This starts off as a Wyndham-like apocalypse scenario. It starts snowing, and doesn't stop. For years. This opening is really good, following an Asian woman as she survives in under-snow London.

Later, we are shifted to a colony of survivors on the surface of the snow, where we are fell some government documents that are allegedly banned, including some science mumbojumbo trying to explain the snow. The book kind of drifts through these, until we get back to Tira's story as she adapted to live ab...more
Chris
Too much about the (weak) emotional relationship(s) between the main protagonist and the people she has, was having, or had sex with. The majority of the book is written as a report, documenting the coming of the 'snow' and the aftermath. This style isn't consistent throughout and at one stage I thought this was going to turn out to be a series of short stories, which would probably have made for a better read. For me, too little attention is given to how and why the snow came about. Yes these a...more
Hardo
I came across this book in my local Library, after reading one of Roberts' other books, By Light Alone. Once again, Roberts has created a world so similar to our own, yet spun on its axis by one fantastical (but not entirely unbelievable) trait. As in the best of sci-fi tradition, it's not the snow, or where it comes from, that make the story: it's the interactions between his (largely dysfunctional) characters in extreme environments. And in The Snow, as well as in By Light Alone, Robert's grea...more
Debbie
Self-indulgent rubbish. Good idea, really badly executed
Peter Walton-Jones
Imagine that the snow starts and never quite stops falling. Like Noah's flood but the world is buried in snow. A few survive. What would life be like? What would change? How can humanity survive? This idea roughly outlines "Snow". It is nearly a great story but ultimately it doesn't quite get there. I think perhaps it is not quite dark and disturbing enough. However it is an excellent story with a great central character. I have also read "Salt" by Adam Roberts and he certainly does big ideas an...more
Ron
Even though I know from his past novels that Adam Roberts often takes an unusual tack on classic science fiction tropes, I was still surprised and impressed with The Snow. To say very much about the plot beyond "it begins to snow one day and doesn't stop for years; horrible catastrophe ensues" would risk spoilers, but I will say that The Snow was a well-written and compelling story and the last quarter of the novel went somewhere I didn't expect at all, in a good way. Good stuff.
Will Sheppard
The Snow is a brilliantly engaging survivor/post-apocalyptic drama about the elusive nature of truth when expressed through the filter of human judgment.

The way it's written through first-hand accounts of witnesses gives a similar effect to that of Philip K Dick's "Flow My Tears". It's cleverly arranged so that you're not sure what the truth really is, and may change your mind several times throughout the story.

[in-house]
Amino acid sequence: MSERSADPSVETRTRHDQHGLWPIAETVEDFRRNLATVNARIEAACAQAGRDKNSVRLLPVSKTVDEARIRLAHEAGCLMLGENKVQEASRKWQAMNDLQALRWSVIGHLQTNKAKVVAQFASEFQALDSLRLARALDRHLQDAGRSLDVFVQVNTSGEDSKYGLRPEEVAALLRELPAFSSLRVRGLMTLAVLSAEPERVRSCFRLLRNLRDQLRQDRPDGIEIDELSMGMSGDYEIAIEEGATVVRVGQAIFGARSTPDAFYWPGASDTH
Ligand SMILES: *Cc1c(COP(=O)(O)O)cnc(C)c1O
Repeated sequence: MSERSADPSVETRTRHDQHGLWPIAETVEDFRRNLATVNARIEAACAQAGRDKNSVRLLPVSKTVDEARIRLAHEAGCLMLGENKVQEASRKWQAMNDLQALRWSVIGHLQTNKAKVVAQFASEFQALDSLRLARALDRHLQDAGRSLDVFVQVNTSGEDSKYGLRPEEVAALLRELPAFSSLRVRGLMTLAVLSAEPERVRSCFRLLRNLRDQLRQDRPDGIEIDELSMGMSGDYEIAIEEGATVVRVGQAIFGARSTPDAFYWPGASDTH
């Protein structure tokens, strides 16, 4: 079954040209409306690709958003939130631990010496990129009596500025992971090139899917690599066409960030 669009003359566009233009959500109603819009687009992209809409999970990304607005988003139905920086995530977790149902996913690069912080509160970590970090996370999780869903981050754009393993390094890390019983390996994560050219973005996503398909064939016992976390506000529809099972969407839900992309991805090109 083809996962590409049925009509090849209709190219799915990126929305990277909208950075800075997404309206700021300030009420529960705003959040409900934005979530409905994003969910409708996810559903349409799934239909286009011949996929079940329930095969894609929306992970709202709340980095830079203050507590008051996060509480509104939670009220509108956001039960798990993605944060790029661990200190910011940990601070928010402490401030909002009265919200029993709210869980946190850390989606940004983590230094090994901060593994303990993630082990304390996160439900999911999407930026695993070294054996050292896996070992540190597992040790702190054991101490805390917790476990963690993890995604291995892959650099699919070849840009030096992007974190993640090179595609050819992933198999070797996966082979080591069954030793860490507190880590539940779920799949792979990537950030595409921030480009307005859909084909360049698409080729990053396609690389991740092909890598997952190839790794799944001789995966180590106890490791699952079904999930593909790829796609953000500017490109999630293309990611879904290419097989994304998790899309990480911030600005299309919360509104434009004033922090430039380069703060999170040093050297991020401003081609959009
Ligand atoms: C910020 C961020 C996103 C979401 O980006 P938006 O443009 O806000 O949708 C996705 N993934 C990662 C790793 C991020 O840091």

Dave
A very enjoyable book. The beginning with its description of a bucolic snowfall that turns into a nightmare is wonderfully conceived and then it all gets weird. I suspect the author was indulging in plenty of his own snow as there are many references to cocaine abuse and the snow itself seems like a metaphor for the way modern-day London is seemingly awash with that nasty drug. But maybe I'm reading too much into it.
Christopher Bashforth
I bought this book expecting a post-apocalyptic novel set in a winter world and therefore I was initially disappointed that the actual disaster was only described in the first few pages and the rest of the book described rebuilding society afterwards. However, I kept reading and the ending was actually very readable and thought provoking.
Muireann
This review has been hidden because it contains spoilers. To view it, click here.
Ember Stone-pierce
Excellent SF novel based on the concept of Snow - What would happen if snow fell and continued to fall steadily year after year? A bit of a 'Cop Out' ending to some extent but a fascinating read.
Joshua
Another great story by A.Roberts. Not to everyone's liking, but the political intrigue, the character development, and the weird setting makes this a great story.
Hannah Rose
A book that starts off great, but loses a lot of its drive after the first third. Not exactly disappointing, but a little 'meh'.
Aramis
Unusual take on the end of the world trope. This second book by Roberts did not disappoint.
Chris
Great high concept, meh execution. Judging by Gradisil, he got better at the execution part.
Simon Poore
Roberts always has a good concept...this time snow...and he uses it well...
Luke Howard-pask
Best scifi post apocalyptic dystopian book I've ever read
bluetyson
isbn,original
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Librarian Note: There is more than one author in the GoodReads database with this name. See this thread for more information.

Adam Roberts (born 1965) is an academic, critic and novelist. He also writes parodies under the pseudonyms of A.R.R.R. Roberts, A3R Roberts and Don Brine. He also blogs at The Valve, a group blog devoted to literature and cultural studies.

He has a degree in English from the...more
More about Adam Roberts...